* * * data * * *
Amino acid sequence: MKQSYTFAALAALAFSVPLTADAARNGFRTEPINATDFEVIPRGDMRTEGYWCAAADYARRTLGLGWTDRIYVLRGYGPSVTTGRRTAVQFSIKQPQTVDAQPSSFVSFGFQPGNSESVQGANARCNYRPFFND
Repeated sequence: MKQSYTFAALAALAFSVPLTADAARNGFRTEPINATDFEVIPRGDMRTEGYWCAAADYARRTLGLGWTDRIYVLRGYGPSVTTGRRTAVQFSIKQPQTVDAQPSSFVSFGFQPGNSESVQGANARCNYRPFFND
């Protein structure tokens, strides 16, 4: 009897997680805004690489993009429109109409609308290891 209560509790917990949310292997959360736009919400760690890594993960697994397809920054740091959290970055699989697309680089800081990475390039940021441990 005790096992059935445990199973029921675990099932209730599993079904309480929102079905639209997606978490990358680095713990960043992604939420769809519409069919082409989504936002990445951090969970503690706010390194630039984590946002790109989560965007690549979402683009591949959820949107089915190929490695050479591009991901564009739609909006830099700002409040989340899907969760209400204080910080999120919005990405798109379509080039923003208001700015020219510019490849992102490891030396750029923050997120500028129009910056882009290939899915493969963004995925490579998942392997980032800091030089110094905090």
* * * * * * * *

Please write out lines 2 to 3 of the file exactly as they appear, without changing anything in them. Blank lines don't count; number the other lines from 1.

Repeated sequence: MKQSYTFAALAALAFSVPLTADAARNGFRTEPINATDFEVIPRGDMRTEGYWCAAADYARRTLGLGWTDRIYVLRGYGPSVTTGRRTAVQFSIKQPQTVDAQPSSFVSFGFQPGNSESVQGANARCNYRPFFND
């Protein structure tokens, strides 16, 4: 009897997680805004690489993009429109109409609308290891 209560509790917990949310292997959360736009919400760690890594993960697994397809920054740091959290970055699989697309680089800081990475390039940021441990 005790096992059935445990199973029921675990099932209730599993079904309480929102079905639209997606978490990358680095713990960043992604939420769809519409069919082409989504936002990445951090969970503690706010390194630039984590946002790109989560965007690549979402683009591949959820949107089915190929490695050479591009991901564009739609909006830099700002409040989340899907969760209400204080910080999120919005990405798109379509080039923003208001700015020219510019490849992102490891030396750029923050997120500028129009910056882009290939899915493969963004995925490579998942392997980032800091030089110094905090």